Advent Week 4 // Uriah's Wife (Bathsheba)


Read: Matthew 1:1-6; 2 Samuel 11:1-17, 26-27; Psalm 51:1-2 The Savior of the world was the son of an adulterous murderer? That doesn’t make any sense to me. Yet, so it was.

If you’re unfamiliar with the story, the brief version is this. King David (who should be off with the army) is gazing out over his dominion and sees a beautiful woman bathing. He discovers that she is the wife of Uriah (who’s away fighting for him) but sends for her anyway and sleeps with her. After he returns her to her home, she discovers she is pregnant. David brings Uriah home and tries to manipulate him to sleep with her, but he won’t indulge in luxuries while the men are away fighting. So David sends him to the front lines, where he intends Uriah to be killed. And he is. David marries Bathsheba, and they have a son. As a punishment for his sin, Nathan prophesies against him, and David’s first son through Bathsheba dies. David repents of his sin, and God allows them to conceive another son, Solomon, who is destined to be the wisest ruler of all time, and build the temple of the Lord—and through this line comes the Christ.

The story itself is a testament to the graciousness and mercy of God, and the way He can bring good out of (even willful) evil. But there’s more to it than that. This is David. This is the David. The David who (as barely a young man) slayed Goliath. The David who wrote beautiful music and poetry to the Lord. The David who Scripture describes as a “man after God’s own heart.” Before he sinned against the God of creation, it’s fair to say that he had been following faithfully after Him better than most of us can ever hope to.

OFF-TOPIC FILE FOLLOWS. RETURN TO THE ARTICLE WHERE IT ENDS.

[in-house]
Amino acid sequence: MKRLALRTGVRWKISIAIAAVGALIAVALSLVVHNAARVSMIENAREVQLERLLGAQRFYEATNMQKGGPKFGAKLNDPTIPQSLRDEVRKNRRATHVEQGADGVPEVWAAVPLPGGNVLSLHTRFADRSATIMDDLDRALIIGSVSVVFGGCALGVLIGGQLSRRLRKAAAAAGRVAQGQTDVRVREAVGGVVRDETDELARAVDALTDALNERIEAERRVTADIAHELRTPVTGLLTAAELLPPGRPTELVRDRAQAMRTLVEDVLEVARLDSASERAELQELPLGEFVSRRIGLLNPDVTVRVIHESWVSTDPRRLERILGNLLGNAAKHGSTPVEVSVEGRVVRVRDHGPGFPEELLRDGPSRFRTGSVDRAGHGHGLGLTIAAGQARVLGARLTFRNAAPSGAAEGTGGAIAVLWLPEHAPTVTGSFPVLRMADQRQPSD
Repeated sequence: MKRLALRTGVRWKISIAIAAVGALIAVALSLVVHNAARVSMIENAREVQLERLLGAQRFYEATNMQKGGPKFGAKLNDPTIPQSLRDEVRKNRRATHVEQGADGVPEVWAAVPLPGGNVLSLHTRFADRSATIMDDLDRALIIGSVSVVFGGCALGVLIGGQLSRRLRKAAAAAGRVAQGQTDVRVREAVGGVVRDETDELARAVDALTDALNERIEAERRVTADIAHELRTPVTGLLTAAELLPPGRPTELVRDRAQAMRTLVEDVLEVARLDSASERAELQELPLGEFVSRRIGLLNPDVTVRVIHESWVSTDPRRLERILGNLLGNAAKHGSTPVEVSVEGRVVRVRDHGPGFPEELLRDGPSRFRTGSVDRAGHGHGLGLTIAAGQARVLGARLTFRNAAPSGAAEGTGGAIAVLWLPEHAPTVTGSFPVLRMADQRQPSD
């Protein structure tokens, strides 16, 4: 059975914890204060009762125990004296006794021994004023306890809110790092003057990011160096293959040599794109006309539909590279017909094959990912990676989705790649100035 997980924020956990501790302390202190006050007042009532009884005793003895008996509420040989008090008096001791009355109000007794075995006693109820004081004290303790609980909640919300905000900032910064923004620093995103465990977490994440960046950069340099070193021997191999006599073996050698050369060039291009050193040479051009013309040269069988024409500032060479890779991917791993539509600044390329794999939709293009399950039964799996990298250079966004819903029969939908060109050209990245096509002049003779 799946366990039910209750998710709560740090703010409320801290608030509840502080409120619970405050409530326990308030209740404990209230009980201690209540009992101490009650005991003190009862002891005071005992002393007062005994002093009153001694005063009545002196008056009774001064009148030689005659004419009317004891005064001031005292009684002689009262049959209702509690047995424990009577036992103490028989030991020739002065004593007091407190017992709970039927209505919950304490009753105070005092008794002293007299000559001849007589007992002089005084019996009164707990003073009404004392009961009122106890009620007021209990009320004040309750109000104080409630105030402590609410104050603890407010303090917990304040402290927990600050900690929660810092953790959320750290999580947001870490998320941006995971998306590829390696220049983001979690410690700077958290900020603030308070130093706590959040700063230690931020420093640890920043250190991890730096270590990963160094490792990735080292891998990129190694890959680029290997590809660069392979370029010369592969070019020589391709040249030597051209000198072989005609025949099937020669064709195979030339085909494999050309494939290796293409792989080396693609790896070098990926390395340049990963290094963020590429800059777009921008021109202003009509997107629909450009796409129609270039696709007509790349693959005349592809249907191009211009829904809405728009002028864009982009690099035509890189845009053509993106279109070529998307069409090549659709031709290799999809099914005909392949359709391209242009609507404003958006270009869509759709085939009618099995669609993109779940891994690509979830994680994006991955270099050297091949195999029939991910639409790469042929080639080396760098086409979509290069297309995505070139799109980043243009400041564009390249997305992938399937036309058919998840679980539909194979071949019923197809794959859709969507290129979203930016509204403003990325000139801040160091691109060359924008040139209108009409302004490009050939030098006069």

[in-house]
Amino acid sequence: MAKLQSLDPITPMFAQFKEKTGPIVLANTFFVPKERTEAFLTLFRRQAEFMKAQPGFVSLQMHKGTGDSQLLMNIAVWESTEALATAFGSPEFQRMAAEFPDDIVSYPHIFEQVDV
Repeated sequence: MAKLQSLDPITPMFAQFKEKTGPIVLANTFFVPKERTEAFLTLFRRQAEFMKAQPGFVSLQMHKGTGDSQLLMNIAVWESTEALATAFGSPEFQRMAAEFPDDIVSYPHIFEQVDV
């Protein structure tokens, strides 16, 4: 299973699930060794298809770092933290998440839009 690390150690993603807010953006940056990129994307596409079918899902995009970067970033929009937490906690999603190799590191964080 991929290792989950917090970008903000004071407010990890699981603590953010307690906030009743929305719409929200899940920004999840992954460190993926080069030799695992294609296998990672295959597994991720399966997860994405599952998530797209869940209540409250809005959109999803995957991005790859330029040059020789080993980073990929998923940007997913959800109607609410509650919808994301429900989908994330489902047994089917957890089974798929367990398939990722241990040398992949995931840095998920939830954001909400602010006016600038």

It seems at first a peculiar mixed message, this young man who is held up as an example for recklessly pursuing the Lord and then chastised for recklessly abandoning Him. But upon further reflection, perhaps it is not so peculiar.

Both of these seasons of David’s life point to the same truths. Both of them point to why Jesus had to come.

No one is so good they deserve to be in God’s family. (Not even the best of us.)

No one is so broken they can’t be in God’s family. (Not even the worst of us.)

David—who was a man after God’s own heart—was still as susceptible to sin as the rest of us, and much evil came to him and to Bathsheba as a result of his disobedience. But God restores.

Bathsheba—drawn into a drama she did not initiate, widowed, her dead child in her arms—could not have anticipated that the Savior of the world would come through her and the adulterer and murderer she married. But God restores.

Perhaps one of the messages God hoped for us to learn through this messy history is this: The Savior of the world had to come through a line of pitiful, sinful people. Because if there were any other kind of people, He wouldn’t have had to come at all.


Kailey Newkirk is Summit's reGROUP Director. 


Kailey Newkirk